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Investor sees opportunity in South Africa’s troubled water sector

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Hendrik Snyman

Hendrik Snyman

Interview with Hendrik Snyman
CHIEF INVESTMENT OFFICER, GAIA FUND MANAGERS

Lives in: South Africa


Public water supply in South Africa is in a crisis. A recent audit, the Blue Drop Report, by South Africa’s Department of Water and Sanitation highlights significant issues: nearly half (46%) of water supply systems pose serious health risks from pathogens; over two-thirds (67.6%) of wastewater treatment facilities are near failure; and more than 47% of clean, treated water is either lost through leaks or unaccounted for.

Spotting an opportunity in this dire situation, South African investment firm Gaia Fund Managers recently acquired a majority stake in Oasis Water, a provider of bottled water. The company’s offering spans from refillable water containers to a water subscription service, and supplying large retailers with their house brand water. Annually, the company sells 235 million litres of water.

We asked Hendrik Snyman, chief investment officer at Gaia, about the reason for the firm’s investment and the opportunities in South Africa’s water sector. Below are lightly edited excerpts.

What motivated Gaia to invest in Oasis Water?

As a specialist infrastructure investor, we recognised the need for investment in water and sewage systems due to population growth, migration, etc. Unfortunately, there is no means to access this asset class because the public sector doesn’t allow for private investment. Our research then revealed that current investment levels would ultimately lead to a collapse of the water and sewage infrastructure, and that should one enter the market privately, there would be limited competition from the public sector. Our search for possible investments led us to Oasis when they wanted to acquire the Doornkloof bottling plant from Clover. (Gaia made its initial investment in Oasis Water back in 2022, when Oasis bought the Doornkloof water bottling plant.)

Oasis’ top selling product is purified refill water. Could you elaborate on this and explain the company’s other offerings?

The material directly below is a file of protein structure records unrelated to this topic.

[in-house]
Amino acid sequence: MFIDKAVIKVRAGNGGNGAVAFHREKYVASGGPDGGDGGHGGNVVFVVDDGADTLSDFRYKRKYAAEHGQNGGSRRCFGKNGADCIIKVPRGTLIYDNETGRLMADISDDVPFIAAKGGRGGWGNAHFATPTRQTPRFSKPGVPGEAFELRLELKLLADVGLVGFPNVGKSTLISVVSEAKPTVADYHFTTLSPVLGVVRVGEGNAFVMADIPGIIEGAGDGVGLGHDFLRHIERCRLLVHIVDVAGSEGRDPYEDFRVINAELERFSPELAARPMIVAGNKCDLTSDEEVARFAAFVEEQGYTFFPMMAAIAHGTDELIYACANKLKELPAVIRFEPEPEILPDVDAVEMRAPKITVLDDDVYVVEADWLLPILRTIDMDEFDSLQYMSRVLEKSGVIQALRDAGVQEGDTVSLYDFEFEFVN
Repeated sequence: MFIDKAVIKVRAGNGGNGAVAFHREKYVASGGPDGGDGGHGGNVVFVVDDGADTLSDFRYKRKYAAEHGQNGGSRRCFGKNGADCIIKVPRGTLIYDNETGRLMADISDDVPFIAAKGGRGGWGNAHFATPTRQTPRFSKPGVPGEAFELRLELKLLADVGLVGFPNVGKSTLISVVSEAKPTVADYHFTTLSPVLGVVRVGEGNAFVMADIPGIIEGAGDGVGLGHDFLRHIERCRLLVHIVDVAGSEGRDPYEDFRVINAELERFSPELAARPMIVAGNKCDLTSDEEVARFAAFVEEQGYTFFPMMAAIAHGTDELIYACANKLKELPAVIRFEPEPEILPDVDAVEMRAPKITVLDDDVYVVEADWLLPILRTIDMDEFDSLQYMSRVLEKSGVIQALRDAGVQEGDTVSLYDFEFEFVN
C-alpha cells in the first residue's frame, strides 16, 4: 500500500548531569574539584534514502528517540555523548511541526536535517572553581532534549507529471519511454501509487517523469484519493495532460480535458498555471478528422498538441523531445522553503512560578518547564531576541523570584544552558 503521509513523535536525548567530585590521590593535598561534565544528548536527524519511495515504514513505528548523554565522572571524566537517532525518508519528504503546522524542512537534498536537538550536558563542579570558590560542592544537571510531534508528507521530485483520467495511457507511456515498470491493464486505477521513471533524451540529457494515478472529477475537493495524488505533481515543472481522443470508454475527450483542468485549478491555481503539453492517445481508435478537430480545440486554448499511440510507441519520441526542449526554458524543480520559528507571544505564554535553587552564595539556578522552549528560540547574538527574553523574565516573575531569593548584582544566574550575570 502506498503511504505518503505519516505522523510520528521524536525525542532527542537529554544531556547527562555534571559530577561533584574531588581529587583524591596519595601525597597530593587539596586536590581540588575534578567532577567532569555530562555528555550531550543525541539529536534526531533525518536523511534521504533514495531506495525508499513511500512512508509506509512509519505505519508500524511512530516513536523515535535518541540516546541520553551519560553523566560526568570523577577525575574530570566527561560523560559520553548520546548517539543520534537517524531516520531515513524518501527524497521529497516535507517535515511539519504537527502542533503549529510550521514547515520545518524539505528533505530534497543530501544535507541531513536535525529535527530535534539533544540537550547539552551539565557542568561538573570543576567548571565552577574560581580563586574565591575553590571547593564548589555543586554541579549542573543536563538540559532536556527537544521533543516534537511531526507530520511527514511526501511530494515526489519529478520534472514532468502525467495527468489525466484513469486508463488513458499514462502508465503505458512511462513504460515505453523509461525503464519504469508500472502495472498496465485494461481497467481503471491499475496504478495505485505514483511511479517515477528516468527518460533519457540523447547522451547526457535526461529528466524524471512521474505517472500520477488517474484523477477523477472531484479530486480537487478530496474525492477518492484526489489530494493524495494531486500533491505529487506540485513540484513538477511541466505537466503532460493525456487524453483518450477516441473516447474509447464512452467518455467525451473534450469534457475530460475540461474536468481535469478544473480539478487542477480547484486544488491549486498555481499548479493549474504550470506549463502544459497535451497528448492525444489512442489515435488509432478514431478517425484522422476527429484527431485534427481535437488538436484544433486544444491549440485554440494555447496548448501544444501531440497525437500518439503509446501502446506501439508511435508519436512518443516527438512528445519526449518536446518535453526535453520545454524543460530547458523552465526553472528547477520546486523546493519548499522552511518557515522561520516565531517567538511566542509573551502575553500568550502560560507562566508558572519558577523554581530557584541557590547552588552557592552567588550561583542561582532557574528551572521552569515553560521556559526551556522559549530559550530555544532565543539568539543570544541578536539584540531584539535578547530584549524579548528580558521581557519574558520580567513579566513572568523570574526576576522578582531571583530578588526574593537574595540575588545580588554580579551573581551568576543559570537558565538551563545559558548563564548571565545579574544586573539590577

Customers can either buy water as bottled water in a store or at refill points in franchisee or third-party stores. There is even a subscription model where Oasis will deliver a dispenser that cools the water, along with monthly refills

Oasis is catering for the cost-conscious market. To provide water at the lowest cost point, you need to have economies of scale to reduce the per unit cost contribution of the machinery and overheads. You also need to be close to your market to reduce distribution costs.

How competitive is the purified refill water industry, and what are Oasis’s key differentiators?

It’s a competitive and fragmented market, with low barriers to entry for starting your own water dispensing business. Oasis’s differentiators include its economies of scale and national production footprint, allowing standalone stores to offer a high-quality product at the best price, and for retailers and large distributors to have a single, nationwide partner.

An Oasis Water factory.

Oasis Water has 14 factories in South Africa.

How does the water-as-a-service subscription model work?

For a monthly fee, the client is provided a water dispenser that heats and cools water, with refill bottles delivered straight to their door. For a household buying bottled water at maybe R6/litre, subscribing for 100 litres at R399/month offers water at a 33% discount to retail, with the convenience of having it available at home at the desired temperature.

The company also supplies South Africa’s large retailers with their house brand water?

Retailers are employing the 2&1 concept to optimally utilise shelf space and limit product handling. The 2&1 concept refers to offering clients the top two brands along with their own house brand. Oasis’ strategy is to support retailers with their own house brands. For instance, Shoprite’s own brand of water is called Eastern Highlands. Oasis’s economies of scale and network ensures that Shoprite only has to work with a single supplier for national distribution at the lowest cost.

How do additional products like sports drinks, iced teas, health shots, and fruit juices fit into Oasis’ strategy?

With Oasis’ machinery, national footprint, and logistics network, it can offer these additional products at marginal cost, expanding from low-cost water to low-cost quality drinks in general, where marketing budgets and campaigns aren’t the competitive edge.

Can you discuss Oasis’ retail footprint?

Oasis owns some of its standalone stores, with others operated by franchisees. The franchising model was critical for the company’s early growth as it had limited financial capabilities. With investment backing, Oasis will now open more of its own stores as well as acquire and rebrand third party stores. Oasis has 80 franchisees who together own 364 franchise outlets. Oasis itself owns 250 retail shops, 94 express stores and six depots.

An Oasis Water retail outlet.

An Oasis Water retail outlet.

Given that the quality of public water varies from region to region, does this mean there are greater opportunities for Oasis in certain parts of the country?

As per the Blue Drop Report, the worst-affected areas are peri-urban, where people lack access to running water or the systems are failing, posing health risks. These areas represent a large amount of people who need access to clean drinking water, and will be the focus of Oasis going forward.

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